The Impact of Interstate Foreclosure Cost Differences and the Value of Mortgages on Default Rates
AbstractPrevious research on mortgage default has focused on the costs, benefits, and characteristics of the mortgagor. In such studies default rates have been taken as a measure of mortgage risk. In this paper we present a model where the position of the lender affects the default-foreclosure process. Important to the lender's decision to foreclose rather than renegotiate an existing loan are the value of mortgage and the legal costs associated with foreclosure.The empirical evidence supports the hypothesis that both the value of the mortgage and legal foreclosure costs affect the foreclosure rate. In those states where legal foreclosure costs are high rates are significantly less than where costs are low. This suggests that previous models which include only the costs and benefits of default to the borrower are incomplete and that foreclosure rates can not be taken as a strict measure of mortgage risk. That is, low foreclosure rates may indicate that losses occur in other forms of loan negotiation rather than in expensive legal costs. Copyright American Real Estate and Urban Economics Association.
Download InfoIf you experience problems downloading a file, check if you have the proper application to view it first. In case of further problems read the IDEAS help page. Note that these files are not on the IDEAS site. Please be patient as the files may be large.
As the access to this document is restricted, you may want to look for a different version under "Related research" (further below) or search for a different version of it.
Bibliographic InfoArticle provided by American Real Estate and Urban Economics Association in its journal Real Estate Economics.
Volume (Year): 15 (1987)
Issue (Month): 3 ()
Contact details of provider:
Postal: Indiana University, Kelley School of Business, 1309 East Tenth Street, Suite 738, Bloomington, Indiana 47405
Phone: (812) 855-7794
Fax: (812) 855-8679
Web page: http://www.blackwellpublishing.com/journal.asp?ref=1080-8620
More information through EDIRC
You can help add them by filling out this form.
CitEc Project, subscribe to its RSS feed for this item.
- Brian Ciochetti & James Shilling, 2007. "Loss Recoveries, Realized Excess Returns, and Credit Rationing in the Commercial Mortgage Market," The Journal of Real Estate Finance and Economics, Springer, vol. 34(4), pages 425-445, May.
- Kelly D. Edmiston & Roger Zalneraitis, 2007. "Rising foreclosures in the United States: a perfect storm," Economic Review, Federal Reserve Bank of Kansas City, issue Q IV, pages 115-145.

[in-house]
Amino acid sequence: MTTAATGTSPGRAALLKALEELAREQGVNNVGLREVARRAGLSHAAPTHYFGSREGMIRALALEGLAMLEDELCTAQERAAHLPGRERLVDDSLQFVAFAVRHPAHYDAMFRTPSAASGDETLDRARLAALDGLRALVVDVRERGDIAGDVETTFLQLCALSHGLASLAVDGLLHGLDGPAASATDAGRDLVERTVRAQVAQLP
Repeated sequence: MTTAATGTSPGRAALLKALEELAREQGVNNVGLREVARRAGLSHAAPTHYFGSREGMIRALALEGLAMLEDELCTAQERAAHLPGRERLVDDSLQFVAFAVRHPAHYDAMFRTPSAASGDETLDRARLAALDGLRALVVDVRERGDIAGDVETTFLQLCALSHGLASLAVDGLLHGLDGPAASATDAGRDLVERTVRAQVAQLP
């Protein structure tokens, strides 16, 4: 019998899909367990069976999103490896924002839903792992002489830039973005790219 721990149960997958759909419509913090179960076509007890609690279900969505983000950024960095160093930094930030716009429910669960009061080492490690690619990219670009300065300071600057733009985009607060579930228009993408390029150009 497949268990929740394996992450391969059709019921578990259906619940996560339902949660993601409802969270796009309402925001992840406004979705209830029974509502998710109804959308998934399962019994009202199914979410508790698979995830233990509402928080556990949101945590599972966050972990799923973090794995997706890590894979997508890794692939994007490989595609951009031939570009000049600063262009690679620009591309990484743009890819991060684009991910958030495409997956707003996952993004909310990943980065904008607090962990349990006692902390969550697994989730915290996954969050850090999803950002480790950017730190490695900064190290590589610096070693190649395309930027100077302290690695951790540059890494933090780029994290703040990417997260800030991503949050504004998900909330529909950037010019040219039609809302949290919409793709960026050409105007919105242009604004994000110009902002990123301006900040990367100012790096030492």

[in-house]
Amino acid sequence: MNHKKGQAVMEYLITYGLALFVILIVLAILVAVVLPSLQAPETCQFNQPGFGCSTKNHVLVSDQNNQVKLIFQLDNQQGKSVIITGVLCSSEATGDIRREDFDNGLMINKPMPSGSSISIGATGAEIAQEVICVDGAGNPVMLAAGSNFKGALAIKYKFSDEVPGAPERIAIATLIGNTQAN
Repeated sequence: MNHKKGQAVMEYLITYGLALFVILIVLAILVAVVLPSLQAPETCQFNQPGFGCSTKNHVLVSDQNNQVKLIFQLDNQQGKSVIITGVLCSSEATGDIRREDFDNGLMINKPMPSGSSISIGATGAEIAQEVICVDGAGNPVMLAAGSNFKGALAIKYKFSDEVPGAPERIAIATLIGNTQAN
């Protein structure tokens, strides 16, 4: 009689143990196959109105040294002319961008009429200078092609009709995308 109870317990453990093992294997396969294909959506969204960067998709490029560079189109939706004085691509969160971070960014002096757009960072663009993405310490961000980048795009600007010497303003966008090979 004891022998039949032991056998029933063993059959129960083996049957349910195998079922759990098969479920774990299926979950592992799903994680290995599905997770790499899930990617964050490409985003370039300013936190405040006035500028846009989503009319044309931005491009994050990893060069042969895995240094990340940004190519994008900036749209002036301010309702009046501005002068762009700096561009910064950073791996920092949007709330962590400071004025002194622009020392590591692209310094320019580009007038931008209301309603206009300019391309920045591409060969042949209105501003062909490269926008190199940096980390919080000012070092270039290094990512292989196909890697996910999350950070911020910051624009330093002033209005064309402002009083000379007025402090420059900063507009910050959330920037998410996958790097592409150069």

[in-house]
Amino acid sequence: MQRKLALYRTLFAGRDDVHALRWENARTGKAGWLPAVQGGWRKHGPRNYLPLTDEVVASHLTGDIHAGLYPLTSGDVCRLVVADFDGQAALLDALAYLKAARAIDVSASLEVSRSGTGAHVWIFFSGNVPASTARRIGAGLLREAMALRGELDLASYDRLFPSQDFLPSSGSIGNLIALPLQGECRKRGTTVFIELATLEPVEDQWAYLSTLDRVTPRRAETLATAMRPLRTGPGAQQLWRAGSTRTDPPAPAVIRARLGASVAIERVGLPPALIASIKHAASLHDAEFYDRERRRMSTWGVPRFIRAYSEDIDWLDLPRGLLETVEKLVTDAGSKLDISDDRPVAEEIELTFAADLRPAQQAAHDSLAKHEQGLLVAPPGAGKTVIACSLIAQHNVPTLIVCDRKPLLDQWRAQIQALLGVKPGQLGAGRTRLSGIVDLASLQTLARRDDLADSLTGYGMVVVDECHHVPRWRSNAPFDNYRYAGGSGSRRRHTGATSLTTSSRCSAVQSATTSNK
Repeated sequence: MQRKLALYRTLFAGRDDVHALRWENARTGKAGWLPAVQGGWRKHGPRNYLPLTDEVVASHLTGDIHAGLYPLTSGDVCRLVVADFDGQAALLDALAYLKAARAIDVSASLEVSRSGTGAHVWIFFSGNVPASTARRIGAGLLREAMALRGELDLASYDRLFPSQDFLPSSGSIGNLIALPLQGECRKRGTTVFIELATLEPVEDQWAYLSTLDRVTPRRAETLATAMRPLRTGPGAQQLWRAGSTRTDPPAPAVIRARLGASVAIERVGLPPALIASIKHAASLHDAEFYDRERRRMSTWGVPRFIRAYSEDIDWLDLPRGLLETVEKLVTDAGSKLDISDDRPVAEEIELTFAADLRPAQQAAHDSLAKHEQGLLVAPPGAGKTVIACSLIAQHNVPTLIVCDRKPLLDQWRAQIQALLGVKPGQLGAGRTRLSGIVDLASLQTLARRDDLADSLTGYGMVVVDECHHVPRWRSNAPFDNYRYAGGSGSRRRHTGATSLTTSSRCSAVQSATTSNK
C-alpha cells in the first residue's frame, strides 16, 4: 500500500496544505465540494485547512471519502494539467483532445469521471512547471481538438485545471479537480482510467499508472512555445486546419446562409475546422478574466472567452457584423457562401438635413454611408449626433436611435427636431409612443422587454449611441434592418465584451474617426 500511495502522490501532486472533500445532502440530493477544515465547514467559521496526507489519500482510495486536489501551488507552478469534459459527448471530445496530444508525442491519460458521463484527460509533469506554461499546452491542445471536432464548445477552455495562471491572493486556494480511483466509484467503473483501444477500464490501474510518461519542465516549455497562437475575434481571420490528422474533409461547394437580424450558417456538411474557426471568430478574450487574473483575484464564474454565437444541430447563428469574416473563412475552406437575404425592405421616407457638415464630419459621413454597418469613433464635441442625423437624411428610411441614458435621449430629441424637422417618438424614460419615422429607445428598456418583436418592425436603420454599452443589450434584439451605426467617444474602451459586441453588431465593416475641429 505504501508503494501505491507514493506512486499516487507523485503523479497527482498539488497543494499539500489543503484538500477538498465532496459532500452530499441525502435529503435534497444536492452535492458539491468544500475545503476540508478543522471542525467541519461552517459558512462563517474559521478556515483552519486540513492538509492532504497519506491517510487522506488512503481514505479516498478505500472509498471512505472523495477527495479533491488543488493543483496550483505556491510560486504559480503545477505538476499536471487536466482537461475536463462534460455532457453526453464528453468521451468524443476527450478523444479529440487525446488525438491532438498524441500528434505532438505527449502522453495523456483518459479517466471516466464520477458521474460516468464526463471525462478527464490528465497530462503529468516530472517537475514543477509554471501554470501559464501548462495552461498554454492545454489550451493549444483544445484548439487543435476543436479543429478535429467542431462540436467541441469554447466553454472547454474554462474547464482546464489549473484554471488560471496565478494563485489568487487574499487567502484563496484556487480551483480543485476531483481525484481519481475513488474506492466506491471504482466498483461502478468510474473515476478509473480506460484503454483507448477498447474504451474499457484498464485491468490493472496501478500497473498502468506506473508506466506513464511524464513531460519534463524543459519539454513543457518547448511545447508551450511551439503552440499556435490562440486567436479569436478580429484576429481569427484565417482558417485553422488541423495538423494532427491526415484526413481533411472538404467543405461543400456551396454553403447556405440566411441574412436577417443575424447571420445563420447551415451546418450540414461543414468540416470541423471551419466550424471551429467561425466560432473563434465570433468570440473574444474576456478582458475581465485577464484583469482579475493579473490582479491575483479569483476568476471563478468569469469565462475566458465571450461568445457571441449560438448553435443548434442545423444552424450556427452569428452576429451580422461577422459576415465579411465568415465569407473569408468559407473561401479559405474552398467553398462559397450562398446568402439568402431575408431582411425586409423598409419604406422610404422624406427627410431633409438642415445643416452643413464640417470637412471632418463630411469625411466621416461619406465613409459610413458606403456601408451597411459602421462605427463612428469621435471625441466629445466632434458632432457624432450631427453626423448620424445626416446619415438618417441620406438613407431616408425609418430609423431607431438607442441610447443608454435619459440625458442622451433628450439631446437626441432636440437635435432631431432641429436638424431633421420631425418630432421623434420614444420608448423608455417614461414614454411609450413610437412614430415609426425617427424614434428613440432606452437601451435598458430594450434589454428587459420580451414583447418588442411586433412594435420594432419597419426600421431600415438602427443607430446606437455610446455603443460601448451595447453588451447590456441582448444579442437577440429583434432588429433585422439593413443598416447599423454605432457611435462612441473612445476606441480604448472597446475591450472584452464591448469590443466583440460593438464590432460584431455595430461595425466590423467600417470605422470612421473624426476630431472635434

- Raven Molloy & Hui Shan, 2011. "The post-foreclosure experience of U.S. households," Finance and Economics Discussion Series 2011-32, Board of Governors of the Federal Reserve System (U.S.).
- Magda Bianco & Tullio Jappelli & Marco Pagano, 2001.
"Courts and Banks: Effects of Judicial Enforcement on Credit Markets,"
CSEF Working Papers
58, Centre for Studies in Economics and Finance (CSEF), University of Naples, Italy, revised 09 Apr 2002.
- Jappelli, Tullio & Pagano, Marco & Bianco, Magda, 2005. "Courts and Banks: Effects of Judicial Enforcement on Credit Markets," Journal of Money, Credit and Banking, Blackwell Publishing, vol. 37(2), pages 223-44, April.
- Bianco, Magda & Jappelli, Tullio & Pagano, Marco, 2002. "Courts and Banks: Effects of Judicial Enforcement on Credit Markets," CEPR Discussion Papers 3347, C.E.P.R. Discussion Papers.
- Smith, L. Douglas & Lawrence, Edward C., 1995. "Forecasting losses on a liquidating long-term loan portfolio," Journal of Banking & Finance, Elsevier, vol. 19(6), pages 959-985, September.
For technical questions regarding this item, or to correct its authors, title, abstract, bibliographic or download information, contact: (Wiley-Blackwell Digital Licensing) or (Christopher F. Baum).
If you have authored this item and are not yet registered with RePEc, we encourage you to do it here. This allows to link your profile to this item. It also allows you to accept potential citations to this item that we are uncertain about.
If references are entirely missing, you can add them using this form.
If the full references list an item that is present in RePEc, but the system did not link to it, you can help with this form.
If you know of missing items citing this one, you can help us creating those links by adding the relevant references in the same way as above, for each refering item. If you are a registered author of this item, you may also want to check the "citations" tab in your profile, as there may be some citations waiting for confirmation.
Please note that corrections may take a couple of weeks to filter through the various RePEc services.